The art of confiscating from criminals their assets is a dark one. The United States is pretty good at guaranteeing liberty and freedom from confiscation, but over the last several decades, especially since the dawn of the “war on drugs”, in the years of Reagan and Bush The Greater, federal, state and local police have been able to get their hands on quite a bit, actually. Like cars, homes, boats, trucks, and other property used to commit crime. Assets of criminals which are used to support a criminal act or conspiracy are fair game. Narcotics and fugitive task force officers frequently ride in cars confiscated from drug dealers and captured fugitives.
So you’d think that this would be a fairly key thing to get us up to speed with, and you’d be wrong. Turns out that the state licensing authority feels that because this is a basic police academy, we really only need to know the basics of asset forfeiture, which makes sense, if you think about it. So we had a morning of it. Interesting stuff, about which I can’t really reveal anything aside from what I just did.
The afternoon was set aside for us to have computer time in the computer resource center – you’ll remember we’ve lost our laptop privileges since the Great Wednesday Morning Ass Chew, so this was the first computer time we’ve been given.
The reason for this digital largess is that we cadets must pass three federal examinations for the National Incident Management System and become NIMS certified before graduating the academy. NIMS “integrates best practices into a standardized comprehensive framework,” so as you might guess, it’s both doomed to failure and jam-packed with the over-breathless verbiage that only a sub-standard sub-contracted marketing firm can provide to a government contractor to explain how it will be “flexible enough to be applicable across the full spectrum of potential incidents.”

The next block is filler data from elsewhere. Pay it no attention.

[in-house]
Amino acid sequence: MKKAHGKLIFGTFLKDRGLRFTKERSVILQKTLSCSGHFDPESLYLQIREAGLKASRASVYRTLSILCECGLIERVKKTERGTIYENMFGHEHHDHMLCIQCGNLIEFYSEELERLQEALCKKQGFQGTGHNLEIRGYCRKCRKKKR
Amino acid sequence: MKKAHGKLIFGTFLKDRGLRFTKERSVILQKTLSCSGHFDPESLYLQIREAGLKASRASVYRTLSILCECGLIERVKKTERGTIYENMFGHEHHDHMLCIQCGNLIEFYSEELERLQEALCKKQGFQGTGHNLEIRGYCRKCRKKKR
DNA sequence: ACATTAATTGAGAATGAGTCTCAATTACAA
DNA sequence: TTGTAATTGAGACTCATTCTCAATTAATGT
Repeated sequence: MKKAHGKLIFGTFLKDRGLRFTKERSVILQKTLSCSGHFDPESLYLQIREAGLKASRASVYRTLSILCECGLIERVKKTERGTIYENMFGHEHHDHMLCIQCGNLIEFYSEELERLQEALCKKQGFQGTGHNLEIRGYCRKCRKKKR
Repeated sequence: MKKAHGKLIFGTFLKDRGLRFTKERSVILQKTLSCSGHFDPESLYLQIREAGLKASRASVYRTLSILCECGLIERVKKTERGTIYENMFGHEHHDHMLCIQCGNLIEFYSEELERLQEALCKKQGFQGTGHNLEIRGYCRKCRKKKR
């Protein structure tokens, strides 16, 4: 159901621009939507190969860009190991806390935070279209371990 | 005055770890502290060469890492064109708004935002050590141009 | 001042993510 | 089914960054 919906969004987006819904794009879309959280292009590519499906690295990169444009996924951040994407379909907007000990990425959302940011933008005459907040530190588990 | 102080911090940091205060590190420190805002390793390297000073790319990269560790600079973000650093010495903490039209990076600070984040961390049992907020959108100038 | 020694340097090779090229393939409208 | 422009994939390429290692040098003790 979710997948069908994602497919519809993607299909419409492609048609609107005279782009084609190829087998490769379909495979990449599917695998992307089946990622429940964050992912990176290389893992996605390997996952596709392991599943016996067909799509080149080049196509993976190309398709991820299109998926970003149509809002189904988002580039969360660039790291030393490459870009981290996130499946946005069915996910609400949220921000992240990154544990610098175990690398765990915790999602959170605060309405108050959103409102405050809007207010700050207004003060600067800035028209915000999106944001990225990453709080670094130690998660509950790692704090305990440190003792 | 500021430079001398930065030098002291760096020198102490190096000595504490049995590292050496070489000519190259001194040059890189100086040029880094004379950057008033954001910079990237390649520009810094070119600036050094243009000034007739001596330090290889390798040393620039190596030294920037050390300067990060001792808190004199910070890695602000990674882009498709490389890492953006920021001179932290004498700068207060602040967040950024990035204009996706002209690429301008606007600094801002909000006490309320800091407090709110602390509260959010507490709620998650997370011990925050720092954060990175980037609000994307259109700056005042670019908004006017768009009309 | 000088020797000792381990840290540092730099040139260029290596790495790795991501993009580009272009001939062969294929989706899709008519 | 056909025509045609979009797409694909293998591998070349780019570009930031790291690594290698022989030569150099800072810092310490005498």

“NIMS provides a systematic, proactive approach to guide departments and agencies at all levels of government, nongovernmental organizations, and the private sector to work seamlessly to prevent, protect against, respond to, recover from, and mitigate the effects of incidents, regardless of cause, size, location, or complexity, in order to reduce the loss of life and property and harm to the environment.”
Okay, so they have that whole, “Emergency” thing down. It’s solved. It’s seamless. Or, as my former boss used to say to vendors trying to sell us something, “I know it’s an end-to-end solution. But is it tightly integrated?”
Not only is it tightly integrated, it’s integrated through the National Integration Center!
“The Secretary of Homeland Security, through the National Integration Center, publishes the standards, guidelines, and compliance protocols for determining whether a Federal, State, tribal, or local government has implemented NIMS. Additionally, the Secretary, through the NIC, manages publication and collaboratively, with other departments and agencies, develops standards, guidelines, compliance procedures, and protocols for all aspects of NIMS.”
Awesome. Okay, perhaps I’m being cynical. Maybe this time, the government has managed to effectively make a program to coordinate federal, state, tribal and local governments – all of whom hate one another and all of whom are convinced that the others are incompetent, dunderheaded, untrustworthy, arrogant asses. Let’s scroll over to the ol’ Frequently Asked Questions section of the website: